9. 1)The first Judy Garland film, like many others, was the "Wizard of Oz." It is hard to say what my first impression was at that time. I was very young and have since read and heard of so much more. I do remember my favorite song from the film. "Somewhere Over the Rainbow." I find myself singing it even now. Today, some years later, I am amazed with the breath of her career. Her ability to interact with adults in a skilled manner, her ability to span a wide range of character interactions. 2)I have very little experience with her later roles other than what has been presented in t
  10. What do you notice about the Lubitsch touch? How do the props, the dialogue, and the staging help you understand the character of Alfred (Maurice Chevalier)? Lubitsch touch is exhibited through the use of Props in ways the viewer would least expect. The use of the gun by McDonald the first time. Effect sadness, why?, The gun again--OH MY I am not dead! Try again--OH MY I'm not dead. Is she dead? McDonald gets up--the next prop--the zipper. WHAT YOU CAN'T HELP! OK, I WILL GO TO HE MAN i KNOW CAN DO IT. Finally, the gun(s) again-- She has tried it before. Lubitsch helps th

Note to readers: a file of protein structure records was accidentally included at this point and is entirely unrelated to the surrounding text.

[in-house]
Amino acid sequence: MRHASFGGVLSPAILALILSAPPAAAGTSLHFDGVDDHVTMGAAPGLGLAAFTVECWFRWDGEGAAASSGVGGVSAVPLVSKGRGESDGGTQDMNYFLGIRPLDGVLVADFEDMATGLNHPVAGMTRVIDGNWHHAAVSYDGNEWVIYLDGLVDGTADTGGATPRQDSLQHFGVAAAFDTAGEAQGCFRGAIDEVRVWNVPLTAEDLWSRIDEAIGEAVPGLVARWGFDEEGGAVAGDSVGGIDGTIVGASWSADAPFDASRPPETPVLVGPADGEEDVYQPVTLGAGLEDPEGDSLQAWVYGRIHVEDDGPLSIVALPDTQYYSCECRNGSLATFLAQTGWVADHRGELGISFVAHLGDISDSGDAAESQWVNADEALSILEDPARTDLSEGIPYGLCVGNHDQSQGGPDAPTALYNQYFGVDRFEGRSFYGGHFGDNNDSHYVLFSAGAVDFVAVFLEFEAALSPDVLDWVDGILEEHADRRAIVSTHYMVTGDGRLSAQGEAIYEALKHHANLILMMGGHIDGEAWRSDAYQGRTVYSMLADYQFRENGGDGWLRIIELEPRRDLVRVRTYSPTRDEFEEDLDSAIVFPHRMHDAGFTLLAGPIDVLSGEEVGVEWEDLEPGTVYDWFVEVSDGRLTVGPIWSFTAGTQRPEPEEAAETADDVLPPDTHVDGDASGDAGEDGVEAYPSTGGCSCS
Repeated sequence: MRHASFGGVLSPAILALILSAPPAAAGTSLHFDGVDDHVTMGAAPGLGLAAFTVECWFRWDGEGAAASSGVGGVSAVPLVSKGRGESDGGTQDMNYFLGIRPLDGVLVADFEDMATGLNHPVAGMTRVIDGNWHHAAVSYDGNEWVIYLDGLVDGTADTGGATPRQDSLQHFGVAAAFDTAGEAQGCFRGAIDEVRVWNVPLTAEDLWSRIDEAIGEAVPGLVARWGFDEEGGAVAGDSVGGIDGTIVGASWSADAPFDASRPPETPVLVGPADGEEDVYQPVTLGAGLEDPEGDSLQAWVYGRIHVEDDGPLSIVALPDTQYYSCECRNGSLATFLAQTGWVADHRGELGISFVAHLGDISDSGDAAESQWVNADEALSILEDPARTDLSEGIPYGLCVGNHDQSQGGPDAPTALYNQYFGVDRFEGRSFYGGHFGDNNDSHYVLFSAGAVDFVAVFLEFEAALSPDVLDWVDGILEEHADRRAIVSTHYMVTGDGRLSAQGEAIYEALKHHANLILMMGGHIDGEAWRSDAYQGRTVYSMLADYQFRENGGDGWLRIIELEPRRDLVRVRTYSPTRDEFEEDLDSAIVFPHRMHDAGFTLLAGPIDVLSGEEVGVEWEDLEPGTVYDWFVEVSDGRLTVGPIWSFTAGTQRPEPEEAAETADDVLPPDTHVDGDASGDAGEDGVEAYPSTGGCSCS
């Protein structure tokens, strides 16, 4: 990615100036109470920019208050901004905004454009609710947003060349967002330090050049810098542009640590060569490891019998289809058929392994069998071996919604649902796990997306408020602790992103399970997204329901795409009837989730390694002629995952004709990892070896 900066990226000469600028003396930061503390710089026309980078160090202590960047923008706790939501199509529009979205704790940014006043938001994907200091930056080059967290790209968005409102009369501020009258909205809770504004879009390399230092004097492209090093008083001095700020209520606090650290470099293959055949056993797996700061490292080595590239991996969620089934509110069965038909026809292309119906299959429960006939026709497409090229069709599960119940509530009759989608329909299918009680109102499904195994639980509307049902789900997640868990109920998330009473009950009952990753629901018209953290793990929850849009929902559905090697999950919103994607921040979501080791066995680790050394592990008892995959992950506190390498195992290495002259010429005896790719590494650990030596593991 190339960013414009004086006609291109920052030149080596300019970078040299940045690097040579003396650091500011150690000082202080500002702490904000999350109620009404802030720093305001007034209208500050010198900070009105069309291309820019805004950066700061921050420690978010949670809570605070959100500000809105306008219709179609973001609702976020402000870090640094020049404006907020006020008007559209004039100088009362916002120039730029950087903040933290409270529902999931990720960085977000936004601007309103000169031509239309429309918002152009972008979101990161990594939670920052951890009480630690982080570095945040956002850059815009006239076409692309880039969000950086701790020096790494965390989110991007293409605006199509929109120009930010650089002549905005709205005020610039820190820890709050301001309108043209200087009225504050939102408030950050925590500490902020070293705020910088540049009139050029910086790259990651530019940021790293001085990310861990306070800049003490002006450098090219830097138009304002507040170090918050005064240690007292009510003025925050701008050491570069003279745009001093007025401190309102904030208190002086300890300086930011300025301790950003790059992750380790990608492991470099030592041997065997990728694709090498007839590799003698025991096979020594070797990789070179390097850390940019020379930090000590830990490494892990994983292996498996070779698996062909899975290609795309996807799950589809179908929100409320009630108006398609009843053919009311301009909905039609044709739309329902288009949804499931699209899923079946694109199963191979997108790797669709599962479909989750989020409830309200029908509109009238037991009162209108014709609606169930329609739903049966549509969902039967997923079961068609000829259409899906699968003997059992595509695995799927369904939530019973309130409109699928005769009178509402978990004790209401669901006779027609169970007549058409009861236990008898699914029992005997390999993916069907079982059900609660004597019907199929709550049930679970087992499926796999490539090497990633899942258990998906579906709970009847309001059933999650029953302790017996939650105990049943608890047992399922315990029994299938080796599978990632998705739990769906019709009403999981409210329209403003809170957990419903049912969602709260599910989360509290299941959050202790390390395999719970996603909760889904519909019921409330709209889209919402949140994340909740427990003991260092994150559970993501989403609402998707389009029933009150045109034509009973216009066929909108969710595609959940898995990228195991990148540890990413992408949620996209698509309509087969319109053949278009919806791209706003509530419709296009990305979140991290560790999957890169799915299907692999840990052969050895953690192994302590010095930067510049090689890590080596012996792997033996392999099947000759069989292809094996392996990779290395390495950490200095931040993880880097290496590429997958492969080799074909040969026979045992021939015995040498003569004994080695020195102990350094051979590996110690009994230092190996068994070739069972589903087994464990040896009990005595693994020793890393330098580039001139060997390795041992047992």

11. What do you notice about the interaction between the characters in these two scenes? Please give specific examples. I noticed in the first scene that even though Rose Marie is committed to someone else, she is interested in her suitor and then realizes that the Canadian Mountie uses this line on all the girls. Adding some humor to the classical music singing. While in the second scene the classical approach does not work at all between the two actors. The music of the time is more appealing. I wonder how this approach appealed to the audience of the time. If you have seen eit
  12. "I wish to play with me, to play with me, to play with me all day long." I see this as way to escape what was going on outside the theater. This was a time when "playing around" could be suggested, but not acted upon. I thought these words to be suggestive. I also wondered how the women in the audience thought about her choosing their significant others. Allowed as a suggestion? If the musical was made before "pre-code" era, I would imagine that the clothing would be more suggestive. Just as suggestive as the words. Also curiously, she ends up flirting with " the two direc